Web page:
Solatube Installed

A few weeks ago I was flipping through a recent issue of Home Power magazine and I stumbled upon an article abut solar tubes. (Sorry, I would provide a link to the article but they don't make it available online.) Solar tubes are not new technology, but there has been some pretty amazing improvements in recent years. The author of the article had installed a Solatube in his office and was very pleased with it. solarmidwest.jpgShortly after this we ran into Solar Midwest while we were at the Living Green Expo. They had the Solatube units on display and I got to ask a ton of questions. Shortly after that I got a quote and decided to get one installed. The basic principle of the Solatube is exremely simple. You mount a light collector on your roof. You then run a 10" or 14" tube that is exceptionally reflective to a room in your house. There are three main areas of technical focus. Making the collector dome as efficient as possible, losing as little light as possible in the tube, and distributing in the room in an even way. This diagram from Solatube's website sums it up well.

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The advancements in the collector dome and the efficiency of the pipe are incredible. It can collect light all day, picking up even dull light on a cloudy day. There is no need for direct sunlight. The tube itself is extremely efficient and loses very little light.

Let me skip to the after shot. Here is the room with the Solatube.

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The effect is shocking. This room was one of the more poorly lit areas in our upstairs, and now it is as bright and enjoyable as the most windowed areas in the house. Note the relative sizing of the Solatube versus the cans next to it. This is the 14" unit and it delivers a whopping amount of light. Tammy and I are both very pleased with it and are thinking we will likely have two more installed at some point in the future.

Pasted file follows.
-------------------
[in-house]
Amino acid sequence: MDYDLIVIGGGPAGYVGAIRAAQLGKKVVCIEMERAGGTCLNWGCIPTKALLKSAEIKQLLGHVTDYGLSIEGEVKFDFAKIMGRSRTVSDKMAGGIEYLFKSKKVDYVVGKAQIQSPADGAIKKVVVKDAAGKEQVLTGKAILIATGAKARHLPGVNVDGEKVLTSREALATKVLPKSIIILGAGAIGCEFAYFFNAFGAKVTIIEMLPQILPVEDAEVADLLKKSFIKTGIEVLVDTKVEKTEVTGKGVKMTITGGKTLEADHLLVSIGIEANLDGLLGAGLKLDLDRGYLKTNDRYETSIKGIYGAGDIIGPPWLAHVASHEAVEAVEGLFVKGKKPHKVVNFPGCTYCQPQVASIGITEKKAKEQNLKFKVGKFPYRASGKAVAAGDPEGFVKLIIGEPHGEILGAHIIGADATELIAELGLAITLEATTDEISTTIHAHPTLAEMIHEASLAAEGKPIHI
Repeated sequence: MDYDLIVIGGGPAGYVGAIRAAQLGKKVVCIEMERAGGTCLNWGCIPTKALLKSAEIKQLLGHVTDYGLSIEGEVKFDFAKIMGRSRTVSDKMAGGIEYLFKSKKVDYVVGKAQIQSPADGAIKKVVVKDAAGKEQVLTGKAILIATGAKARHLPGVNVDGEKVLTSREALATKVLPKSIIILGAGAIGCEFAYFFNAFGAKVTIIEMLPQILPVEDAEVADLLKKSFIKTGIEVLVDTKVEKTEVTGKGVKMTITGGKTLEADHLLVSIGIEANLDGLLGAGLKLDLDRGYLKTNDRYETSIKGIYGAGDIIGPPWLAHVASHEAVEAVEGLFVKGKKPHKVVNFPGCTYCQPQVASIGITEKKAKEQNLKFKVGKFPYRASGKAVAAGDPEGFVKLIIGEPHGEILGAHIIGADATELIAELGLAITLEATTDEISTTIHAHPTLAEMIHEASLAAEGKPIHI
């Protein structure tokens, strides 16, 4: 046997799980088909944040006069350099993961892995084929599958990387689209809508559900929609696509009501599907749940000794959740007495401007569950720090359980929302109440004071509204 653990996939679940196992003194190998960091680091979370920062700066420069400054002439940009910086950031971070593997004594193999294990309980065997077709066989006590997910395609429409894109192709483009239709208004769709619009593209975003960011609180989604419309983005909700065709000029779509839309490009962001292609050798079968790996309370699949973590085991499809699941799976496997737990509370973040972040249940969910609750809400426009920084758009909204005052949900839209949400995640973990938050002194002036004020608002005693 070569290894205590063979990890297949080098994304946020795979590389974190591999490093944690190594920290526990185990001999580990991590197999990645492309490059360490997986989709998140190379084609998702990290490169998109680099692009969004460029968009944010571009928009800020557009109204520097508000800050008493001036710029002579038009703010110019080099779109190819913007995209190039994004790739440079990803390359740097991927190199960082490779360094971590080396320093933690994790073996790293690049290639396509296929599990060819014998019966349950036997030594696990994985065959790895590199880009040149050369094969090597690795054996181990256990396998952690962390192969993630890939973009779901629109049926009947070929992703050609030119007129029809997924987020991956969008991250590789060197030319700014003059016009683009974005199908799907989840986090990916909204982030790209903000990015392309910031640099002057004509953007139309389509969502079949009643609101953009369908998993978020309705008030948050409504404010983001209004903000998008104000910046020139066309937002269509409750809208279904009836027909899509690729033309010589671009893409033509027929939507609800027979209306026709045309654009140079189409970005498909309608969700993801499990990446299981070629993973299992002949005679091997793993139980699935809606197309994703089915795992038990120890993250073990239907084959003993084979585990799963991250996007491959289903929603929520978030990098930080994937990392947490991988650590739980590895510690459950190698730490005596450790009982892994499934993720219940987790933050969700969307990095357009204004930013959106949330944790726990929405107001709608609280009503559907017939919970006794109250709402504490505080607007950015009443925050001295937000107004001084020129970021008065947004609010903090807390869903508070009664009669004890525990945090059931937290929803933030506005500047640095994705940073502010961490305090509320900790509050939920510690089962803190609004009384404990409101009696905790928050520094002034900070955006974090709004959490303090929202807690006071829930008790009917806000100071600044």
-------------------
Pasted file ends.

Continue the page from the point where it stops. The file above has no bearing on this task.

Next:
Some FAQ items to share with everyone, in no particular order:

Does heat transfer through it?

Surprisingly no. The Solatube itself is just sending the light. The heat part doesn't make it down.

What about storms?

I felt the dome, and it's impressively thick. I'm not sure exactly what would take it out, but I'm very confident the roof around it would have issues before the dome itself cracked.

Is it ugly?

It's another thing on your roof, so you may not like that. We were able to install it in a location that is completely invisible.

 

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Due to this great placement you cannot even see the dome from the street. I don't think it would be an issue even if you could see it.

Does it save energy?

Well, it depends. If you have rooms that you use lights during the day it definitely would. Our situation was more of a luxury since we like a lot of light and this room was just dimly lit. We didn't use lights there that much during the day, but it was drab. Now it's bright and full of light.

Great locations for this technology would be a windowless bathroom, or a closet. Those are the locations we are considering for a future use. Or frankly anywhere you want nice, full-spectrum sunlight.

Would you recomment Solar Midwest?

Yes, they did a great job through the whole project. As a bonus, all the pre-sales activity was via email which I appreciated.

What about basements?

To me the killer utility of solar tubes is in the basement of a house. This is easily done in a new build, but nearly impossible in an existing house due to the tubing required. I can only dream of the day when I pipe a bunch of natural light into the lower level of a new house.

Can you see moonlight?

Yes. There is a cool bluish glow on a full moon.